Systemic reforms, not elections, key to Tunisia’s revival


As Tunisia heads towards a monumental election planned for October this year, the next few months hold profound implications, not just for the trajectory of the North African country’s quixotic “democracy,” but also for the lived realities of Tunisians. After three tumultuous years under President Kais Saied’s hyper-presidency, will Tunisians deliver a deafening indictment of their stolen aspirations or a whimpering capitulation to the status quo?

Tunisians have been increasingly tuning out of politics, a trend that has bolstered Saied’s approach of consolidating power in the presidency. This political disengagement can be traced back to a series of chaotic, even puerile, legislative embarrassments that completely eroded faith in democratic processes. From 2019 to 2021, the Assembly of the Representatives of the People, rather than being a beacon of nascent democracy, morphed into an arena of constant turmoil. The actions of two entities, the Free Destourian Party and the Dignity Coalition, which wielded a combined force of 38 seats in a 217-member assembly, prioritized spectacle over substance. Their verbal and physical altercations coined the phase “bordelization” – making a big mess.

This theatrical brawling, publicly broadcast and widely discussed, became a visual metaphor for dysfunction and a lived experience of political failure for many Tunisians. With representatives initiating brawls and physical assaults at Bardo Palace, public trust dwindled. Saied’s ascendance against this backdrop was more than assured. His campaign, predicated on anti-corruption and anti-system rhetoric, appealed directly to a populace exhausted by a parliament that seemed more a circus than a sanctuary of democratic practice. His early actions in office, notably the suspension of parliament in July 2021, were met with relief and celebration, not trepidation.

However, interventions initially perceived as temporary measures against disorder began to ossify into permanence. This pivot did not occur in isolation; it was facilitated by an absence of viable alternatives offering both the promise of stability and a genuine commitment to tackling Tunisia’s economic and social crises systematically.

As a result, political disengagement in Tunisia stems partly from a recognition of a barren political field, in which leaders capable of addressing problems such as economic instability, public health, and corruption seem mythological rather than credible electoral choices. This pervasive disillusionment has become embedded in the country’s political DNA, shaping expectations and conceptions of governance amid the ruins of what was once a hopeful democracy.

At the heart of Tunisia’s electoral malaise is a deep-seated belief among the citizenry that, regardless of who resides in Carthage Palace or what promises are made by aspiring populists, no one can deliver the changes so desperately needed. For many, the aspirations of the Jasmine Revolution now feel like distant memories, supplanted by the reality of economic stagnation and warped political discourse.

The more insidious and perhaps more enduring challenge to Tunisia’s democratic experiment is the creeping sense of temporary apathy turning into a more permanent disengagement among citizens. This is not simply a symptom of political fatigue; it is a rational response to a system perceived as fundamentally unresponsive to the needs and aspirations of a people hungry for change. Thus, the official narratives framing electoral participation as the hallmark of democratic legitimacy ring hollow to people who have seen little material improvement in their day-to-day lives since 2011.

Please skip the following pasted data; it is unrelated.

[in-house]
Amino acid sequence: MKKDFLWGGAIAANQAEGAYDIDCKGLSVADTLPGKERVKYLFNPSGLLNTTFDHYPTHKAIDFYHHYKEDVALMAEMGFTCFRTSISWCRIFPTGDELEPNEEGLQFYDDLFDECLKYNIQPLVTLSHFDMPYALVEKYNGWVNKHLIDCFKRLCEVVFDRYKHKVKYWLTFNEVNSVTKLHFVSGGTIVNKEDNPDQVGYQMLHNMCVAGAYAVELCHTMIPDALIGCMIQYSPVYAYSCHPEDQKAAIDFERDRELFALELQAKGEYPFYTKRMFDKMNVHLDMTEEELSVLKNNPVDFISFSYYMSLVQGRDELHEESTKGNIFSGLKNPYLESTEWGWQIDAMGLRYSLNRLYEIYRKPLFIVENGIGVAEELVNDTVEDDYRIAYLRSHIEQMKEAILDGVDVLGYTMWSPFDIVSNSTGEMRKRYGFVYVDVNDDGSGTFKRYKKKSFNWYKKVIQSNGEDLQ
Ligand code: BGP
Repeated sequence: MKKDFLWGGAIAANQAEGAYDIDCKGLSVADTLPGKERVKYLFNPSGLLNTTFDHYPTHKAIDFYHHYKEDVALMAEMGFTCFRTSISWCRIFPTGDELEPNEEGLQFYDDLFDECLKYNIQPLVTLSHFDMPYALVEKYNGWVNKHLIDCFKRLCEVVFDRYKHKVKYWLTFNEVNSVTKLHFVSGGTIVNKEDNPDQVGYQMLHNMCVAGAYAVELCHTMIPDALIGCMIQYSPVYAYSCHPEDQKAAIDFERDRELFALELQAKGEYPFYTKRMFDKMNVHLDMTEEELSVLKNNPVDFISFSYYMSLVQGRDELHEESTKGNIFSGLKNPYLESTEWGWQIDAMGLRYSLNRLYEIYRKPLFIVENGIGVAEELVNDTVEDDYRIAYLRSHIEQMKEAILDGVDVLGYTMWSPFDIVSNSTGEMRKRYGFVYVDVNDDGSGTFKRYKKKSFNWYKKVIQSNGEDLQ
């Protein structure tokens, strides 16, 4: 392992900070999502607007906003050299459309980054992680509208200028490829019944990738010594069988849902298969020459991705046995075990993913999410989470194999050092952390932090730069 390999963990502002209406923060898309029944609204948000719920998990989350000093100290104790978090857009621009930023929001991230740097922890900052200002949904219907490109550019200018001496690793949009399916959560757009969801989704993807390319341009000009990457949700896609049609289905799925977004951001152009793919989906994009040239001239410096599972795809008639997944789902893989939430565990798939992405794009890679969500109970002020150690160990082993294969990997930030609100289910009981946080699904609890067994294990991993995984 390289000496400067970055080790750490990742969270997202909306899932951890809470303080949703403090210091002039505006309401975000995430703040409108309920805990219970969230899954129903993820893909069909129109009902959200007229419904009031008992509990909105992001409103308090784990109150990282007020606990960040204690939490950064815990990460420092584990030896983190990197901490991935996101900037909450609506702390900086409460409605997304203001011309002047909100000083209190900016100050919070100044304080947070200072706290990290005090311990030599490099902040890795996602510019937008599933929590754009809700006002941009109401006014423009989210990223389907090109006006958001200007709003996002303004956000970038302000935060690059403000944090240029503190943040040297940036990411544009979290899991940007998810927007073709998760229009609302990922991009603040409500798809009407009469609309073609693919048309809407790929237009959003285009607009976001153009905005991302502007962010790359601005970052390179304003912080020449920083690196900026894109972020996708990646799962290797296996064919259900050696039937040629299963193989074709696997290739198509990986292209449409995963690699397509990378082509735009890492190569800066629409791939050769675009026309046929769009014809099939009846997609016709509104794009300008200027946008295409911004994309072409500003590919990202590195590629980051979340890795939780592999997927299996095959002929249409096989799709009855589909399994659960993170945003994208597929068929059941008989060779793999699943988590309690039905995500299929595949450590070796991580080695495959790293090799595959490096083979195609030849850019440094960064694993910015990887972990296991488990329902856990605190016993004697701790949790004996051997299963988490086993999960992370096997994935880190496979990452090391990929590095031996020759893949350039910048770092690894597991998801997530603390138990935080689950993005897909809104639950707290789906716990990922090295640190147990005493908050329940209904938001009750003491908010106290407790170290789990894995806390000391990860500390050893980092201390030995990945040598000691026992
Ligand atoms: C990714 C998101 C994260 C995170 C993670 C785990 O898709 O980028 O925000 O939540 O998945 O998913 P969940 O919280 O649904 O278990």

Considering these dynamics, the call to Western democracies is clear: The emphasis on the ballot box as the panacea for Tunisia’s woes is misplaced. While free and fair elections are a cornerstone of any democracy, they cannot in themselves rectify the deep-seated issues facing Tunisian society. The focus of international support should pivot towards encouraging and enabling the more arduous but essential process of real systemic reform.

Crucial areas ripe for reform include judicial independence to ensure that the rule of law prevails over political expediency or interference. Strengthening courts would safeguard human rights and bolster investor confidence, a key component for economic revival. Moreover, enhancing the transparency and accountability of public institutions can reconstruct the eroded trust between the state and its citizens. By supporting initiatives aimed at fostering good governance practices, Western allies can contribute to cultivating a political climate that values ​​transparency over opacity.

Likewise, economic policies should pivot from austerity measures to sustainable development strategies prioritizing youth employment, technological innovation, and renewables. These strategies address the country’s immediate needs and lay the foundations for its long-term prosperity. For Tunisia, aspirational ideals for political pluralism must energize the initiation and implementation of genuine reforms to help the country steer clear of short-term fixes in favor of lasting stability and growth. Promoting overdue reforms will fare much better than relying on dubious electoral processes in a repressive environment that prefers the status quo.

True progress lies not in the vain hope of disparate electoral outcomes within a flawed system, but in the vigorous pursuit of reforms designed to tackle the core challenges facing Tunisian society today. Reform, not the ballot box, is the cure for Tunisia’s woes. Only by addressing the systemic issues plaguing the country can Tunisia hope to realize the dreams of the Jasmine Revolution and secure a stable and prosperous future for its citizens.

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